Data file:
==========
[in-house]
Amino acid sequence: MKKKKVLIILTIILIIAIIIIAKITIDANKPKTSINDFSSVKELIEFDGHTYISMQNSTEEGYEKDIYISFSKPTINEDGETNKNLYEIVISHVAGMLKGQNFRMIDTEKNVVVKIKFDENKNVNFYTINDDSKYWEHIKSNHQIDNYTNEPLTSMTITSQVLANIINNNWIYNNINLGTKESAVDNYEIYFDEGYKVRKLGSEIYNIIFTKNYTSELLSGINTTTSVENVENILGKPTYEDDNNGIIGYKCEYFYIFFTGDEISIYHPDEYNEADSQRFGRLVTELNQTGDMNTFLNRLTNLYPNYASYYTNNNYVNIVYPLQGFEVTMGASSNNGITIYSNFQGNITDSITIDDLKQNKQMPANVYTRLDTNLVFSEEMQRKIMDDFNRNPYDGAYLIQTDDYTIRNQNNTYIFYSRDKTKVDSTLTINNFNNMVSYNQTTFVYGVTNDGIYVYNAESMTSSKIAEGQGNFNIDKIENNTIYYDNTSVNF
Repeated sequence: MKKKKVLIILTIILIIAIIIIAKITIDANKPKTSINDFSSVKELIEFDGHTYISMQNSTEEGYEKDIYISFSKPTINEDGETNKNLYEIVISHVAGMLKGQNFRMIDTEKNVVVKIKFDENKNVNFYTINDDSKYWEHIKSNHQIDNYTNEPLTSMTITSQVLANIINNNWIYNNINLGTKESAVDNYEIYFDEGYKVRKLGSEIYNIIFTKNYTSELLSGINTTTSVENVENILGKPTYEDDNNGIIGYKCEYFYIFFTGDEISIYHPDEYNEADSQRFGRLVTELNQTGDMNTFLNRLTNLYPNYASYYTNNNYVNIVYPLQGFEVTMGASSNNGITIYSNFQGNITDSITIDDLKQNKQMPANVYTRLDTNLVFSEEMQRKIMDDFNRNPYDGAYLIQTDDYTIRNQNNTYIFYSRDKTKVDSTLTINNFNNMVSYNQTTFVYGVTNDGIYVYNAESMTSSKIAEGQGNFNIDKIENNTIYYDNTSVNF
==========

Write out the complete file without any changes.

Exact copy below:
[in-house]
Amino acid sequence: MKKKKVLIILTIILIIAIIIIAKITIDANKPKTSINDFSSVKELIEFDGHTYISMQNSTEEGYEKDIYISFSKPTINEDGETNKNLYEIVISHVAGMLKGQNFRMIDTEKNVVVKIKFDENKNVNFYTINDDSKYWEHIKSNHQIDNYTNEPLTSMTITSQVLANIINNNWIYNNINLGTKESAVDNYEIYFDEGYKVRKLGSEIYNIIFTKNYTSELLSGINTTTSVENVENILGKPTYEDDNNGIIGYKCEYFYIFFTGDEISIYHPDEYNEADSQRFGRLVTELNQTGDMNTFLNRLTNLYPNYASYYTNNNYVNIVYPLQGFEVTMGASSNNGITIYSNFQGNITDSITIDDLKQNKQMPANVYTRLDTNLVFSEEMQRKIMDDFNRNPYDGAYLIQTDDYTIRNQNNTYIFYSRDKTKVDSTLTINNFNNMVSYNQTTFVYGVTNDGIYVYNAESMTSSKIAEGQGNFNIDKIENNTIYYDNTSVNF
Repeated sequence: MKKKKVLIILTIILIIAIIIIAKITIDANKPKTSINDFSSVKELIEFDGHTYISMQNSTEEGYEKDIYISFSKPTINEDGETNKNLYEIVISHVAGMLKGQNFRMIDTEKNVVVKIKFDENKNVNFYTINDDSKYWEHIKSNHQIDNYTNEPLTSMTITSQVLANIINNNWIYNNINLGTKESAVDNYEIYFDEGYKVRKLGSEIYNIIFTKNYTSELLSGINTTTSVENVENILGKPTYEDDNNGIIGYKCEYFYIFFTGDEISIYHPDEYNEADSQRFGRLVTELNQTGDMNTFLNRLTNLYPNYASYYTNNNYVNIVYPLQGFEVTMGASSNNGITIYSNFQGNITDSITIDDLKQNKQMPANVYTRLDTNLVFSEEMQRKIMDDFNRNPYDGAYLIQTDDYTIRNQNNTYIFYSRDKTKVDSTLTINNFNNMVSYNQTTFVYGVTNDGIYVYNAESMTSSKIAEGQGNFNIDKIENNTIYYDNTSVNF